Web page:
|HGH has become a Favorite in Sports|
Written by Jonathan Leshanski (Contact & Archive) on June 03, 2009
And as far as the Fountain of Youth aspect goes, there may even be some truth to it.Â HGH is a hormone produced naturally by the body -- especially during the developmental phases of growth.Â It helps the body develop muscle, decreases body fat, and helps bolster the immune system and aid recovery from injury as well as providing the body an energy boost.
Initially the use of HGH was limited to children who suffered from a lack of the natural hormone, and its use allowed them to achieve what was considered a more normal size and developmental pattern.Â It did this by stimulating growth and cell reproduction.Â By definition that makes HGH an anabolic agent (anabolic -- to build up, or more literally to throw upward).
It seems to have broken upon the athletic scene in the 1970s, long before a synthetic version of HGH existed.Â Â At that time the only source for HGH was the pituitary gland of cadavers and the cost was extremely high.Â Those two factors combined to make the use of HGH a very rare drug even in the ultra competitive world of sports.
That all changed with the creation of cheaper synthetic version of the hormone as recombinant DNA technology back in 1985.Â That opened the door for treatment of other diseases with HGH including life threatening diseases such as chronic renal failure and AIDS.Â In those cases the hormone is used to help maintain muscle mass despite the wasting nature of those diseases.Â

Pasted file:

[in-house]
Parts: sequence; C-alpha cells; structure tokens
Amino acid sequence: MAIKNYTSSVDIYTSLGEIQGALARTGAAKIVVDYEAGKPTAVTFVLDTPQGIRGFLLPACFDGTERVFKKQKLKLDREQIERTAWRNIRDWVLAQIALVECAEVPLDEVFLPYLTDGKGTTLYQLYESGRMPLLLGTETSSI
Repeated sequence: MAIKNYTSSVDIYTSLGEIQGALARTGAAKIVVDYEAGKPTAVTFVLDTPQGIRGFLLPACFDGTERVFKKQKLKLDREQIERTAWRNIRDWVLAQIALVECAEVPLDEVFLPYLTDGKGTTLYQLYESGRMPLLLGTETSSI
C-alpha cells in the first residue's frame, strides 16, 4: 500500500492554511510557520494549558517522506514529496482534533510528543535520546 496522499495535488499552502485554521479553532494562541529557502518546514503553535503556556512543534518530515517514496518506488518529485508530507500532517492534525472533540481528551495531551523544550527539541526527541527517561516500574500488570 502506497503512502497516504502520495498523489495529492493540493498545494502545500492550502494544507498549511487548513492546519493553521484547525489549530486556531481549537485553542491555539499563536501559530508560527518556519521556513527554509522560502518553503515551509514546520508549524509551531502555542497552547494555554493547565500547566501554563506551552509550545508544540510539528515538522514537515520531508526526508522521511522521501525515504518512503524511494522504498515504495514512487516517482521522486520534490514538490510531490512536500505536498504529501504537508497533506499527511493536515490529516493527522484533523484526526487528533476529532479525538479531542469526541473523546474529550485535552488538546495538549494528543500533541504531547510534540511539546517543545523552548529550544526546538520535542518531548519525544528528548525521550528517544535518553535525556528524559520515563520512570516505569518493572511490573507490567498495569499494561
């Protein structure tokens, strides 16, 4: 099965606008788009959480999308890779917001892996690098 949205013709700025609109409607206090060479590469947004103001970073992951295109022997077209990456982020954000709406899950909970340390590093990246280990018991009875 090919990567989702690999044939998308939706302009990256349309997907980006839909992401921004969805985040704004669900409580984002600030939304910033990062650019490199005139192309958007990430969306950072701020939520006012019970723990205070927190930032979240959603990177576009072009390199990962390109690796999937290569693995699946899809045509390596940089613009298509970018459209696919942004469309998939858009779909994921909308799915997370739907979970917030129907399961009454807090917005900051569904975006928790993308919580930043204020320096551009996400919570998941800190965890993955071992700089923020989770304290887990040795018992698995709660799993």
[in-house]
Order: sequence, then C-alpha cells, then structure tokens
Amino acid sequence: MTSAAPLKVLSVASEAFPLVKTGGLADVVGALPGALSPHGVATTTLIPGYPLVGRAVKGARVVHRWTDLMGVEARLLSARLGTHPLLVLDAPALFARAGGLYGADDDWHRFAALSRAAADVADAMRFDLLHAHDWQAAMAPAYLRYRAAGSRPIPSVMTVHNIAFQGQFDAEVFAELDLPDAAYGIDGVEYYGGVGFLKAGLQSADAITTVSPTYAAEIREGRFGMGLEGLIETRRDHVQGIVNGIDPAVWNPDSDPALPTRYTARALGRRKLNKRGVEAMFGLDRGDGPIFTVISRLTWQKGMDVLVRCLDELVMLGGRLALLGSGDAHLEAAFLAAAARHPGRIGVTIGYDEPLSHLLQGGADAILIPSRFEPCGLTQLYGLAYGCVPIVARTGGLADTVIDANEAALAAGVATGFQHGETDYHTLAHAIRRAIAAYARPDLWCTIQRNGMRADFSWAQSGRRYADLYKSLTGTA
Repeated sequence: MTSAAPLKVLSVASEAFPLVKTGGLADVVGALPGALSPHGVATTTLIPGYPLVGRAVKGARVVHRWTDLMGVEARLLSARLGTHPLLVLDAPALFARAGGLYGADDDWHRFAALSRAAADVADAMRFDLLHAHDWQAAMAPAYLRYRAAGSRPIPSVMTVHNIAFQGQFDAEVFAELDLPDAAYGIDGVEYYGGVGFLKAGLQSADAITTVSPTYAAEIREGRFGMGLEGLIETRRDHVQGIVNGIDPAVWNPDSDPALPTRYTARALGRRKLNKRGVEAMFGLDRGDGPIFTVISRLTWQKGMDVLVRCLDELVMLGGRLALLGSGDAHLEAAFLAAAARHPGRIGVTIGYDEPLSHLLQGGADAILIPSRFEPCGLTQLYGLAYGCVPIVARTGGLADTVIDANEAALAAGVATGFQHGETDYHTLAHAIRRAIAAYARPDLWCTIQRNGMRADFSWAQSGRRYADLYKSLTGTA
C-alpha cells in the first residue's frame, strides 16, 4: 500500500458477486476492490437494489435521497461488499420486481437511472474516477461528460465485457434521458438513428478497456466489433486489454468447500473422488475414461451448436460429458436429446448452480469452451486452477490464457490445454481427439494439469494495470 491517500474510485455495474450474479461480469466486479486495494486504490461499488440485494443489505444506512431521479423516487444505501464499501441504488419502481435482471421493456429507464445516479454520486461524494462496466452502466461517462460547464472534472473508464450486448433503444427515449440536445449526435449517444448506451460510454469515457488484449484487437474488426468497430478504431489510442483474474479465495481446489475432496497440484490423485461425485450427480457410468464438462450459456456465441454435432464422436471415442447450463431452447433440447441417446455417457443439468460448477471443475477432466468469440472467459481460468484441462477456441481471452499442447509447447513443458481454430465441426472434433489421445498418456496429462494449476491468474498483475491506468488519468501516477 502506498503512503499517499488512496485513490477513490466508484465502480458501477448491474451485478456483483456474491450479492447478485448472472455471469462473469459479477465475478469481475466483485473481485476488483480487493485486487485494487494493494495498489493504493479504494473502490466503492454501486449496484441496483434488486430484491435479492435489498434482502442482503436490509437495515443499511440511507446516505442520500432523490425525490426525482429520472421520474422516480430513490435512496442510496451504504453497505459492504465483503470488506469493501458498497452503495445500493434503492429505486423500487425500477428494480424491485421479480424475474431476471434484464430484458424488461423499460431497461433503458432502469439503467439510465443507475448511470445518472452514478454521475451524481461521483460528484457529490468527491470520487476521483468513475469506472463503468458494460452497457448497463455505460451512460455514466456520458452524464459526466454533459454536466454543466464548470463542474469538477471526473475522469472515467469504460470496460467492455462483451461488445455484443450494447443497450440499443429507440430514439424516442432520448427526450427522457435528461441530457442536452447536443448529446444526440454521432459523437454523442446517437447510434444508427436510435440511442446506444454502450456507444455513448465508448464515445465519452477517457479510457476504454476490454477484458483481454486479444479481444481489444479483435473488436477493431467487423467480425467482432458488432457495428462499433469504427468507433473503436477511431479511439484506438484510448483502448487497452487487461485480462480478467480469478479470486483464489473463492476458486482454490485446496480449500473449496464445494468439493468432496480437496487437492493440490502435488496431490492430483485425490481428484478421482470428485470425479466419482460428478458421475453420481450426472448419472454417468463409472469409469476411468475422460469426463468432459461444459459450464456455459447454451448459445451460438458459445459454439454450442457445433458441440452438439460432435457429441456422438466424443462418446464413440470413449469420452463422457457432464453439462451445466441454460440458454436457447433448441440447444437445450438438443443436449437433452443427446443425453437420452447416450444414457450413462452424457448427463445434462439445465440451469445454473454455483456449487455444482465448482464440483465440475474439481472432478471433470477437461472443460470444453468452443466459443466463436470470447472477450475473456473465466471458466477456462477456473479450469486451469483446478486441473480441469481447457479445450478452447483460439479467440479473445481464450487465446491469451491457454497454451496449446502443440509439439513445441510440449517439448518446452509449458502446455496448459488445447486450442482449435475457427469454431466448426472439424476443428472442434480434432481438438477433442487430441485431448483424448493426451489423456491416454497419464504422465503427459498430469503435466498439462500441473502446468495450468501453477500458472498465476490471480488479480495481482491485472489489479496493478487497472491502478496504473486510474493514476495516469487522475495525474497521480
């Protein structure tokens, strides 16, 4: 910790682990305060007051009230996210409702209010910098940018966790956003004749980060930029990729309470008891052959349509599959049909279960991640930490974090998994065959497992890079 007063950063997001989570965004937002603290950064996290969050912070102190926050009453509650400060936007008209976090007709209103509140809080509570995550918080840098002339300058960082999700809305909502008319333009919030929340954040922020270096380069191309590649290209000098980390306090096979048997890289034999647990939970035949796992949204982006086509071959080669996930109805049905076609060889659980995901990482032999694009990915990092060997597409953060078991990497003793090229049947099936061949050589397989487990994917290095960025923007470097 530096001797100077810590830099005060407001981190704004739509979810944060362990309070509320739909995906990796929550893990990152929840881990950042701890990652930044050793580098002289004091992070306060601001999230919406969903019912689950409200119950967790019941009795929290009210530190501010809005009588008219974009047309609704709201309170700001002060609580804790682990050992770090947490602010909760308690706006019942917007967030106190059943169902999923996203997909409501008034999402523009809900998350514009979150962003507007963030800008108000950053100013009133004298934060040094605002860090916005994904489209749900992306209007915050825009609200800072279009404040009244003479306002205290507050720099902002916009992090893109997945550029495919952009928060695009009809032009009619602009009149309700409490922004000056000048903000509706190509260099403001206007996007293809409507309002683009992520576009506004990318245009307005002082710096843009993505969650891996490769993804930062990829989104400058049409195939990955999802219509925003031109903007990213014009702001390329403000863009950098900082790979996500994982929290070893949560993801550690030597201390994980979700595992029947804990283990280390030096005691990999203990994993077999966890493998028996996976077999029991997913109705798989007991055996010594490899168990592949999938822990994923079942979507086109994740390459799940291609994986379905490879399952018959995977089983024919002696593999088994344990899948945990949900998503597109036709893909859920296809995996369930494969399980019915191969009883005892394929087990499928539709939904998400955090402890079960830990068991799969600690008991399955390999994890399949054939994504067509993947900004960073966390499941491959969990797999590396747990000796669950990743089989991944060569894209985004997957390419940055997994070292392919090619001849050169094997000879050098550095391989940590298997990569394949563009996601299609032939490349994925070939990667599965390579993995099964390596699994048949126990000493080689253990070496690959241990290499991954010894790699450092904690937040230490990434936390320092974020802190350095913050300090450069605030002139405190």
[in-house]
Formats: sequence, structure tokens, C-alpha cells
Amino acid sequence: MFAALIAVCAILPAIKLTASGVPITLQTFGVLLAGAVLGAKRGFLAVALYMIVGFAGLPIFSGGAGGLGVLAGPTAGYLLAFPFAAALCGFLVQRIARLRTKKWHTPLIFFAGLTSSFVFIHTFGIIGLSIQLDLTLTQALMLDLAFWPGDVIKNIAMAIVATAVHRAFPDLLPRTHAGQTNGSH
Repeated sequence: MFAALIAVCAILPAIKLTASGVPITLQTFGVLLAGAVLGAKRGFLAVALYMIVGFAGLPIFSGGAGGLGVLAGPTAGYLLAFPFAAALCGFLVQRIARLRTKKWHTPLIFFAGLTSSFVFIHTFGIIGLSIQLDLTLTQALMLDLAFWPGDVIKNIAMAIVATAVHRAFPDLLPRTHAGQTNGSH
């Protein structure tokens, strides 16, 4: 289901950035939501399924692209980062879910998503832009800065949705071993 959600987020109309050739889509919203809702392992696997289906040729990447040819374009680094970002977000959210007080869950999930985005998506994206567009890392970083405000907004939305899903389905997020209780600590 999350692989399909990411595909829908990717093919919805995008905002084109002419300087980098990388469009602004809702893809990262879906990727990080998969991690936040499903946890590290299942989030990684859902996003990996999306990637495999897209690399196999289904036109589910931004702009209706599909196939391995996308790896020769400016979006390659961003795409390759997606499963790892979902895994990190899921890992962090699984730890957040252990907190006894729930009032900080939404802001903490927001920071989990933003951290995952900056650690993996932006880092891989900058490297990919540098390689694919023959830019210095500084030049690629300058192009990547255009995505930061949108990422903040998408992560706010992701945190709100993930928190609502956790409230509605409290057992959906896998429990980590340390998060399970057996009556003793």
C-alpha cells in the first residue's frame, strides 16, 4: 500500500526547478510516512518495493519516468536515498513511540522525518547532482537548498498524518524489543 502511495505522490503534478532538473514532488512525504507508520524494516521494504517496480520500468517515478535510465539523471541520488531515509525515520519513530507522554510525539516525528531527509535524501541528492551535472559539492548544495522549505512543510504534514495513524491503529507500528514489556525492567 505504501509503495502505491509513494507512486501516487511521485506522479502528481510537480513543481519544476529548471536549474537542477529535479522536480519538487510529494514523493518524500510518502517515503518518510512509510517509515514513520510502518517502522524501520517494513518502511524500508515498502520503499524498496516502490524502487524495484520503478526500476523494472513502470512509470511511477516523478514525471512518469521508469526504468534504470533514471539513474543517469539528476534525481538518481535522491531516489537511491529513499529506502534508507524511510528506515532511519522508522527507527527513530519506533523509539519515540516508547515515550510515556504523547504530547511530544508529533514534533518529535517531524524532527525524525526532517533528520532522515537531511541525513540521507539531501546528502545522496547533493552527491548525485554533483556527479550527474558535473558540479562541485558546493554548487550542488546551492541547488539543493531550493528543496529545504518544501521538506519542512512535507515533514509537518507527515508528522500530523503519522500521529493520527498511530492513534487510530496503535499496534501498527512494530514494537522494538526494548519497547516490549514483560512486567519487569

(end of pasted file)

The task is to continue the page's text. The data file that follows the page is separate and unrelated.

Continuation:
That anabolic effect would be enough to make HGH of interest to ballplayers but the truth is that the limits of what HGH can do is still being widely debated, leaving it in a quasi-legal state when used as treatment for other conditions such as enhanced weight loss, reversal of the signs of aging and increased healing factors, all of which make HGH even more attractive to athletes.
Huge salaries in baseball and the much lower cost of HGH made the hormone much more accessible during the 1990s and players definitely took advantage of it.Â Fueled by knowledge gleaned from both reliable and unreliable sources (like many internet sites), HGH appears to be a panacea for all the aches, pains and injuries that go with being a professional baseball player. That created a demand for it, especially since many players knew it wasnâ€™t technically considered a â€śsteroidâ€ť and so many people claims about its safety have been made.
But the truth is that no one knows all of the health risks associated with HGH.Â The knowledge on side effects and long term effects has lagged even as drug sales, legal and illegal, have surged.Â That has lead to a vacuum of information and many people including Radomski have some to the conclusion that this is a safe drug -- one which perhaps shouldnâ€™t be banned or illegal without a prescription.
That may be the truth -- or it may not be -- but it is on the list of banned substances in MLB, the Olympics and almost every other sport.Â Â But HGH has the advantage over other PEDs in that a reliable urine test for it has not yet been developed, thus rendering it invisible to baseballâ€™s drug testing program. Right now that probably makes it the performance enhancing drug of choice in the sport today.